patandchickens Flock Mistress

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    How big will your coop be. If not *too* big, having it raised 2' above the ground offers the very large benefit of providing a covered part of the run for chickens to use during rain etc. You can put plastic or even haybales around three sides of it for wintertime if you want.

    I would not do this with a BIG coop, though, because I guarantee the time will come (more than once) when you need to get under there to clean, retrieve an item, or chase a chicken, and you don't want to be crawling on your belly to the middle or far side of a 12x12 coop with only 2' headspace [​IMG]

    Aside from that, I really think it is sort of six of one half a dozen of the other. It is harder to predatorproof a coop with a dirt floor (many things dig quite well). But it is easier to keep it a bit warmer that way. OTOH it is not that hard to put extra bedding on the floor of a raised coop. And a drop ceiling or coop-within-coop can be built in ANY coop, be it tall nor not so tall. If you do a raised coop and are really worried about winter temperatures, insulate well (including ceiling).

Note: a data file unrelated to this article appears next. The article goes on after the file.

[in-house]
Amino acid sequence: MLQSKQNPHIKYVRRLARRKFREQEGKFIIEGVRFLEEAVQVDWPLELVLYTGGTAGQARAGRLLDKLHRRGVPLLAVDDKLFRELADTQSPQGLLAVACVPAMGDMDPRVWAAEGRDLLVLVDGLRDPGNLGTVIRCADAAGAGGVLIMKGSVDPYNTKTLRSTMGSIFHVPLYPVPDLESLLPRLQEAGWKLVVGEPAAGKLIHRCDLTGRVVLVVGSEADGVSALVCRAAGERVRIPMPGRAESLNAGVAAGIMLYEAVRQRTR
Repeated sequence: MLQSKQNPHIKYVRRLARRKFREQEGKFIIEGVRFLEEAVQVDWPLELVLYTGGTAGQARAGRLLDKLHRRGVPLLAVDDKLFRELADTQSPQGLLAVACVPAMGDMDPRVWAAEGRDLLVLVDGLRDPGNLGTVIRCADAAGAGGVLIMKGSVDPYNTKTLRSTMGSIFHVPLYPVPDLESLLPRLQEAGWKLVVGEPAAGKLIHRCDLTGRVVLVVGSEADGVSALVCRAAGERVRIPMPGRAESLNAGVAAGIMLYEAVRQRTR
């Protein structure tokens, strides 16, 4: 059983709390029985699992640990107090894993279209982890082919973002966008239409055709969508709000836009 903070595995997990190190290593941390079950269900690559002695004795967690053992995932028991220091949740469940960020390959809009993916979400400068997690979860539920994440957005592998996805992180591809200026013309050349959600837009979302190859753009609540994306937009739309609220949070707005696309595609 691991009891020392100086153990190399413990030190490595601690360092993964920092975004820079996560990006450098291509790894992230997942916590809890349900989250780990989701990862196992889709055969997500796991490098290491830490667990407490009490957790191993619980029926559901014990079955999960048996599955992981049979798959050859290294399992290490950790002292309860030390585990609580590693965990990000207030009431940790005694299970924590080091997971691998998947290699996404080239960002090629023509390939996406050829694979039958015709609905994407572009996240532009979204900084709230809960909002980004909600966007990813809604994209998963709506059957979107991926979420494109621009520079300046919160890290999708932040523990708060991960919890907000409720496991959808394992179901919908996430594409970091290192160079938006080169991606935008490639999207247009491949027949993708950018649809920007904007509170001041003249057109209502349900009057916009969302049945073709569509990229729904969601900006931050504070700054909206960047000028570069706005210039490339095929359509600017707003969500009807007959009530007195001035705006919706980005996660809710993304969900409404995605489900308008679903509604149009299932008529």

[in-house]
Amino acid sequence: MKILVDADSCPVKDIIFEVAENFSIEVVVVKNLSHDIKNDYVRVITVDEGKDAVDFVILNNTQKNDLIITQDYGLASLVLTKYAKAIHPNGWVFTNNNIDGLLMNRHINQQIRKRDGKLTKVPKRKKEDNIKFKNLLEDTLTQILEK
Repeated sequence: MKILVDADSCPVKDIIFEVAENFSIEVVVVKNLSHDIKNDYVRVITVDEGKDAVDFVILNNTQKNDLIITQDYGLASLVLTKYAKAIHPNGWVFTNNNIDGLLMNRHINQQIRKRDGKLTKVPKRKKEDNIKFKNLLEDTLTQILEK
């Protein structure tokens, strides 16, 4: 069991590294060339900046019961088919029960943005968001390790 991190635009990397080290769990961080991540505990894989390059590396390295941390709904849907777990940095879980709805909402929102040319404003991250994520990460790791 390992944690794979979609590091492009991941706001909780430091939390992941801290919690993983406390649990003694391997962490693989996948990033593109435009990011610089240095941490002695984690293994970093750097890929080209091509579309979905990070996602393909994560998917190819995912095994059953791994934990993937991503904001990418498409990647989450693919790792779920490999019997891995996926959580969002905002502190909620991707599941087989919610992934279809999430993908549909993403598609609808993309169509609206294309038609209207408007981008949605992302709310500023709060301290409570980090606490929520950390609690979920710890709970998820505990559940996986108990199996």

So I am not sure one way is clearly better than the other, you're just trading off some moderate differences, you know?

    Good luck, have fun,

    Pat
     
  5. lilchick

    lilchick Chillin' With My Peeps

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    Before I had my chicken cabin delivered we paid to have a stone pad laid down. They compacted and leveled it..